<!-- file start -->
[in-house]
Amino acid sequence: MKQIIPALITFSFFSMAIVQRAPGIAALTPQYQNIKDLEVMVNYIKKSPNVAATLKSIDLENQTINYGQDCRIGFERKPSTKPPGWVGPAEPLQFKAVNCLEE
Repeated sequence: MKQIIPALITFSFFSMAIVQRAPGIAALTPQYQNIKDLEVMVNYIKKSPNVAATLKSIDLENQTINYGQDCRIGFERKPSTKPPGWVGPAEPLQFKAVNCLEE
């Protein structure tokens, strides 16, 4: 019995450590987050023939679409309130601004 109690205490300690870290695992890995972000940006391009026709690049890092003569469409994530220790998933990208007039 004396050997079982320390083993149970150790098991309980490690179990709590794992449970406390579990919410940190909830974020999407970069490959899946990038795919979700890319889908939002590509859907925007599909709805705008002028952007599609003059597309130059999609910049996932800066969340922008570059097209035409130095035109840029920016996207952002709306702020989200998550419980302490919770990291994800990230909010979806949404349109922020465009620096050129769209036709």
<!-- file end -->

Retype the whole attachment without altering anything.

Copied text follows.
[in-house]
Amino acid sequence: MKQIIPALITFSFFSMAIVQRAPGIAALTPQYQNIKDLEVMVNYIKKSPNVAATLKSIDLENQTINYGQDCRIGFERKPSTKPPGWVGPAEPLQFKAVNCLEE
Repeated sequence: MKQIIPALITFSFFSMAIVQRAPGIAALTPQYQNIKDLEVMVNYIKKSPNVAATLKSIDLENQTINYGQDCRIGFERKPSTKPPGWVGPAEPLQFKAVNCLEE
């Protein structure tokens, strides 16, 4: 019995450590987050023939679409309130601004 109690205490300690870290695992890995972000940006391009026709690049890092003569469409994530220790998933990208007039 004396050997079982320390083993149970150790098991309980490690179990709590794992449970406390579990919410940190909830974020999407970069490959899946990038795919979700890319889908939002590509859907925007599909709805705008002028952007599609003059597309130059999609910049996932800066969340922008570059097209035409130095035109840029920016996207952002709306702020989200998550419980302490919770990291994800990230909010979806949404349109922020465009620096050129769209036709």